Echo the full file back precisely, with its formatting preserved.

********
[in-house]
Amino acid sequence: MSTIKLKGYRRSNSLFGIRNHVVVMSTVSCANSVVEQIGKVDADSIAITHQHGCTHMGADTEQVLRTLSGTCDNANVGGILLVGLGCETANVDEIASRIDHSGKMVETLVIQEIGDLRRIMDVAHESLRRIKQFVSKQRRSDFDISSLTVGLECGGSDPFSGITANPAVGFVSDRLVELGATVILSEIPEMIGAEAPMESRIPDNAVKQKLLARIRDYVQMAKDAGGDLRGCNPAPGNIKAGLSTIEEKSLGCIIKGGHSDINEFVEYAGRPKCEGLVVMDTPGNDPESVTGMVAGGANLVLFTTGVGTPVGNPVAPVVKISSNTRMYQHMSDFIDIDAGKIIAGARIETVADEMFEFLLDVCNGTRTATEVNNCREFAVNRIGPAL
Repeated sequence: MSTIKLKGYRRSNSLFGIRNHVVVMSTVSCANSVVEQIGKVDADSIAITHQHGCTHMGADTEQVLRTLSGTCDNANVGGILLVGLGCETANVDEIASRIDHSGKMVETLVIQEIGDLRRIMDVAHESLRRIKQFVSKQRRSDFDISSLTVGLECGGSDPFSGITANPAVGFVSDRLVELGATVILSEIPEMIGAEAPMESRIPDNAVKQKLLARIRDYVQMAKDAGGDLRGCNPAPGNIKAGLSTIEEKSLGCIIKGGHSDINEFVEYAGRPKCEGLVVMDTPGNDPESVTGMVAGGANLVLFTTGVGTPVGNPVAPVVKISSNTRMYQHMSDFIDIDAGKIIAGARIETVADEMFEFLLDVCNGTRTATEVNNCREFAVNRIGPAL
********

[in-house]
Amino acid sequence: MSTIKLKGYRRSNSLFGIRNHVVVMSTVSCANSVVEQIGKVDADSIAITHQHGCTHMGADTEQVLRTLSGTCDNANVGGILLVGLGCETANVDEIASRIDHSGKMVETLVIQEIGDLRRIMDVAHESLRRIKQFVSKQRRSDFDISSLTVGLECGGSDPFSGITANPAVGFVSDRLVELGATVILSEIPEMIGAEAPMESRIPDNAVKQKLLARIRDYVQMAKDAGGDLRGCNPAPGNIKAGLSTIEEKSLGCIIKGGHSDINEFVEYAGRPKCEGLVVMDTPGNDPESVTGMVAGGANLVLFTTGVGTPVGNPVAPVVKISSNTRMYQHMSDFIDIDAGKIIAGARIETVADEMFEFLLDVCNGTRTATEVNNCREFAVNRIGPAL
Repeated sequence: MSTIKLKGYRRSNSLFGIRNHVVVMSTVSCANSVVEQIGKVDADSIAITHQHGCTHMGADTEQVLRTLSGTCDNANVGGILLVGLGCETANVDEIASRIDHSGKMVETLVIQEIGDLRRIMDVAHESLRRIKQFVSKQRRSDFDISSLTVGLECGGSDPFSGITANPAVGFVSDRLVELGATVILSEIPEMIGAEAPMESRIPDNAVKQKLLARIRDYVQMAKDAGGDLRGCNPAPGNIKAGLSTIEEKSLGCIIKGGHSDINEFVEYAGRPKCEGLVVMDTPGNDPESVTGMVAGGANLVLFTTGVGTPVGNPVAPVVKISSNTRMYQHMSDFIDIDAGKIIAGARIETVADEMFEFLLDVCNGTRTATEVNNCREFAVNRIGPAL